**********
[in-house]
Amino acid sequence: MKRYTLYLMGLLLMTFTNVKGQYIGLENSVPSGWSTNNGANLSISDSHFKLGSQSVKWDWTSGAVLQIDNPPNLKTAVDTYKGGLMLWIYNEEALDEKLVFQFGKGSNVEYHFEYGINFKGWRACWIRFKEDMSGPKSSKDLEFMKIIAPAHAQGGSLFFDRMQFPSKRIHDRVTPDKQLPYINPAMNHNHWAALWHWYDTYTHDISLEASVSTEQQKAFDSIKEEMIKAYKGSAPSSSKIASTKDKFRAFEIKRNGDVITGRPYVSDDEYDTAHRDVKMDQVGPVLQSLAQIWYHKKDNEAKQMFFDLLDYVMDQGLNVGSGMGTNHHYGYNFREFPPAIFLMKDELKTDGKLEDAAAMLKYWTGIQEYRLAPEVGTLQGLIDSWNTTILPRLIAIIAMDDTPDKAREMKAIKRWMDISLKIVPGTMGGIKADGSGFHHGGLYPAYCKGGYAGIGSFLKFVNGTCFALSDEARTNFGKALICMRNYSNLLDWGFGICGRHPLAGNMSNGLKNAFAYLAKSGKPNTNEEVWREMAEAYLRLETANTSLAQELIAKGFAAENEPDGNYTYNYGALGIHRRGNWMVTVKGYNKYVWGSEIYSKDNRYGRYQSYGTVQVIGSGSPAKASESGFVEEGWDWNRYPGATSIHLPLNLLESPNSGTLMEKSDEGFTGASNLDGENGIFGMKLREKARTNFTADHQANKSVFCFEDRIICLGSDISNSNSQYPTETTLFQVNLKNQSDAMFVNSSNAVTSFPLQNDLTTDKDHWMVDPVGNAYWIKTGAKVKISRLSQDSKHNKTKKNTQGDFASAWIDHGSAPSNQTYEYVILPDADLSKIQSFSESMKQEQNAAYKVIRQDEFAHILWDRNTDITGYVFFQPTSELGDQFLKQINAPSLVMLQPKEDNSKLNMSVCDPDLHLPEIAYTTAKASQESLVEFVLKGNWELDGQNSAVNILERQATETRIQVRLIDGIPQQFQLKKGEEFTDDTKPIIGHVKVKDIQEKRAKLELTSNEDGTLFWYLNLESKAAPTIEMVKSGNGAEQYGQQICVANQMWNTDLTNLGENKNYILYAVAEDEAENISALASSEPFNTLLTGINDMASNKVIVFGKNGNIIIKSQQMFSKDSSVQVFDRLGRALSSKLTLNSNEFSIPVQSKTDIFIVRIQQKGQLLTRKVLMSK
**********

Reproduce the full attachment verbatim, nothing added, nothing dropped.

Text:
[in-house]
Amino acid sequence: MKRYTLYLMGLLLMTFTNVKGQYIGLENSVPSGWSTNNGANLSISDSHFKLGSQSVKWDWTSGAVLQIDNPPNLKTAVDTYKGGLMLWIYNEEALDEKLVFQFGKGSNVEYHFEYGINFKGWRACWIRFKEDMSGPKSSKDLEFMKIIAPAHAQGGSLFFDRMQFPSKRIHDRVTPDKQLPYINPAMNHNHWAALWHWYDTYTHDISLEASVSTEQQKAFDSIKEEMIKAYKGSAPSSSKIASTKDKFRAFEIKRNGDVITGRPYVSDDEYDTAHRDVKMDQVGPVLQSLAQIWYHKKDNEAKQMFFDLLDYVMDQGLNVGSGMGTNHHYGYNFREFPPAIFLMKDELKTDGKLEDAAAMLKYWTGIQEYRLAPEVGTLQGLIDSWNTTILPRLIAIIAMDDTPDKAREMKAIKRWMDISLKIVPGTMGGIKADGSGFHHGGLYPAYCKGGYAGIGSFLKFVNGTCFALSDEARTNFGKALICMRNYSNLLDWGFGICGRHPLAGNMSNGLKNAFAYLAKSGKPNTNEEVWREMAEAYLRLETANTSLAQELIAKGFAAENEPDGNYTYNYGALGIHRRGNWMVTVKGYNKYVWGSEIYSKDNRYGRYQSYGTVQVIGSGSPAKASESGFVEEGWDWNRYPGATSIHLPLNLLESPNSGTLMEKSDEGFTGASNLDGENGIFGMKLREKARTNFTADHQANKSVFCFEDRIICLGSDISNSNSQYPTETTLFQVNLKNQSDAMFVNSSNAVTSFPLQNDLTTDKDHWMVDPVGNAYWIKTGAKVKISRLSQDSKHNKTKKNTQGDFASAWIDHGSAPSNQTYEYVILPDADLSKIQSFSESMKQEQNAAYKVIRQDEFAHILWDRNTDITGYVFFQPTSELGDQFLKQINAPSLVMLQPKEDNSKLNMSVCDPDLHLPEIAYTTAKASQESLVEFVLKGNWELDGQNSAVNILERQATETRIQVRLIDGIPQQFQLKKGEEFTDDTKPIIGHVKVKDIQEKRAKLELTSNEDGTLFWYLNLESKAAPTIEMVKSGNGAEQYGQQICVANQMWNTDLTNLGENKNYILYAVAEDEAENISALASSEPFNTLLTGINDMASNKVIVFGKNGNIIIKSQQMFSKDSSVQVFDRLGRALSSKLTLNSNEFSIPVQSKTDIFIVRIQQKGQLLTRKVLMSK